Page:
Los Angeles city officials and developers will break ground today for a $24-million sports complex on Wilshire Boulevard in Koreatown. The Aroma Sporex will include an enclosed golf driving range with four levels and about 60 tees, a high-end fitness center, about 45,000 square feet of retail space and several restaurants. The project, on 2.5-acre lot at Wilshire and Serrano Avenue, is a joint venture of Hanil Development Inc.
CALIFORNIA | LOCAL
June 9, 1998 | JEFF LEEDS, TIMES STAFF WRITER
Mexico's largest food retailer has acquired a long-vacant commercial property in the San Fernando Valley community of Arleta with what Los Angeles officials say are plans to open a major supermarket and retail center. Under a deal announced Monday, Mexico City-based Grupo Gigante took over 12.6 acres at the former Gemco property at Van Nuys Boulevard and Beachy Avenue in a purchase and lease agreement.
CALIFORNIA | LOCAL
July 22, 1999 | KRISTINA SAUERWEIN, TIMES STAFF WRITER
Heading off a potential real estate battle with the land-hungry Los Angeles Unified School District, a Mexican grocery chain has quietly abandoned plans for a supermarket on a former department store site courted by officials desperate to build new high schools. Mexico City-based Grupo Gigante has listed the property with a Montebello real estate broker for $7.5 million.
CALIFORNIA | LOCAL
September 24, 1997 | HUGO MARTIN, TIMES STAFF WRITER
The buzz in Los Angeles may be about the hot growth in the multimedia and high-tech industries, about CD ROMs and computer "morphing" software. But in the San Fernando Valley, old-fashioned manufacturing of everything from computer cabinets to vitamins to frozen pizza snacks continues to be a mainstay of the local economy, providing 77,000 jobs.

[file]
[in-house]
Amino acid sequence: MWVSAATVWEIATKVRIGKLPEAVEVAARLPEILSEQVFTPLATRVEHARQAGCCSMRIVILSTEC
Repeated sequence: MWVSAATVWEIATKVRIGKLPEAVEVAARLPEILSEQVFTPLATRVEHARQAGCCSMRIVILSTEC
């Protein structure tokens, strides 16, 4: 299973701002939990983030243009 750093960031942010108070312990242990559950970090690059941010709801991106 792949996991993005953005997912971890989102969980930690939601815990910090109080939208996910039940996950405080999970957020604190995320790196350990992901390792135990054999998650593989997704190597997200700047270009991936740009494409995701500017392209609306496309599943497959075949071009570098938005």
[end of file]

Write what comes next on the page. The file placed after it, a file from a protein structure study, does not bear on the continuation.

NEWS
May 10, 1997 | JIM NEWTON, TIMES STAFF WRITER
Frustrated by a city bureaucracy that dawdled when he asked for help and ignored him when he complained, Charles Aaron in 1995 was contemplating a move for his North Hollywood company, a mill and lumber business whose lease was up and whose 65 workers were in danger of losing their jobs. Aaron was considering Burbank, Palmdale and even Mexico, each of which was appealing from a business perspective.
BUSINESS
March 17, 1997
The Software Council of Southern California provides support and services for those in the local software industry. Its Web site (http://www.scsc.org) has plenty of information about member benefits and upcoming events. * The Los Angeles Regional Technology Alliance (http://www.calaccess.org/calaccess) has put together a site offering information on a variety of business issues.
BUSINESS
October 29, 1997
Clotee McAfee has been designing sportswear, costumes and uniforms for more than 20 years. A few years back, she experimented with making uniforms for high school students and quickly realized that she was ahead of a trend. Last year, McAfee and her business partner, Ruby Eddie, opened a company to make school clothes for teens that allow individuality and style within a strict dress code.